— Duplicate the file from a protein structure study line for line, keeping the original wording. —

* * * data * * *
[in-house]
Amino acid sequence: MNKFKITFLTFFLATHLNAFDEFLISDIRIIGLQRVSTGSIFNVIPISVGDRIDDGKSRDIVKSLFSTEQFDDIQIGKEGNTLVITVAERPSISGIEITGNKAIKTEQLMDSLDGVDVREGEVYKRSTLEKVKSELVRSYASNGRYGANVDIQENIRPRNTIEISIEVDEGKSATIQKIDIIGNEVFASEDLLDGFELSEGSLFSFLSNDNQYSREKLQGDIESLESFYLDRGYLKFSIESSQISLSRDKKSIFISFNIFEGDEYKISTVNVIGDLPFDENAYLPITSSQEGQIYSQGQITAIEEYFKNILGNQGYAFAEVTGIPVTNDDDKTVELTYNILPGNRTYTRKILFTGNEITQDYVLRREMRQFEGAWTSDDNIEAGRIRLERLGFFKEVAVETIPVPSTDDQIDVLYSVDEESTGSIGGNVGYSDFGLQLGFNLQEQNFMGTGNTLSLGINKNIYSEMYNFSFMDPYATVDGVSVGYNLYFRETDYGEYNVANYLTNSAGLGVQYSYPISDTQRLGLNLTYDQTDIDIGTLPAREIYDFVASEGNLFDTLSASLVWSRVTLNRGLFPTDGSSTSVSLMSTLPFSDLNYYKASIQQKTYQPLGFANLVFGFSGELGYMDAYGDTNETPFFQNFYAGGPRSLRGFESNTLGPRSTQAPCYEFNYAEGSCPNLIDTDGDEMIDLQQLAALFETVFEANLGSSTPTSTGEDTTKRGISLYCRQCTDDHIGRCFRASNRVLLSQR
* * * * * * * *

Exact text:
[in-house]
Amino acid sequence: MNKFKITFLTFFLATHLNAFDEFLISDIRIIGLQRVSTGSIFNVIPISVGDRIDDGKSRDIVKSLFSTEQFDDIQIGKEGNTLVITVAERPSISGIEITGNKAIKTEQLMDSLDGVDVREGEVYKRSTLEKVKSELVRSYASNGRYGANVDIQENIRPRNTIEISIEVDEGKSATIQKIDIIGNEVFASEDLLDGFELSEGSLFSFLSNDNQYSREKLQGDIESLESFYLDRGYLKFSIESSQISLSRDKKSIFISFNIFEGDEYKISTVNVIGDLPFDENAYLPITSSQEGQIYSQGQITAIEEYFKNILGNQGYAFAEVTGIPVTNDDDKTVELTYNILPGNRTYTRKILFTGNEITQDYVLRREMRQFEGAWTSDDNIEAGRIRLERLGFFKEVAVETIPVPSTDDQIDVLYSVDEESTGSIGGNVGYSDFGLQLGFNLQEQNFMGTGNTLSLGINKNIYSEMYNFSFMDPYATVDGVSVGYNLYFRETDYGEYNVANYLTNSAGLGVQYSYPISDTQRLGLNLTYDQTDIDIGTLPAREIYDFVASEGNLFDTLSASLVWSRVTLNRGLFPTDGSSTSVSLMSTLPFSDLNYYKASIQQKTYQPLGFANLVFGFSGELGYMDAYGDTNETPFFQNFYAGGPRSLRGFESNTLGPRSTQAPCYEFNYAEGSCPNLIDTDGDEMIDLQQLAALFETVFEANLGSSTPTSTGEDTTKRGISLYCRQCTDDHIGRCFRASNRVLLSQR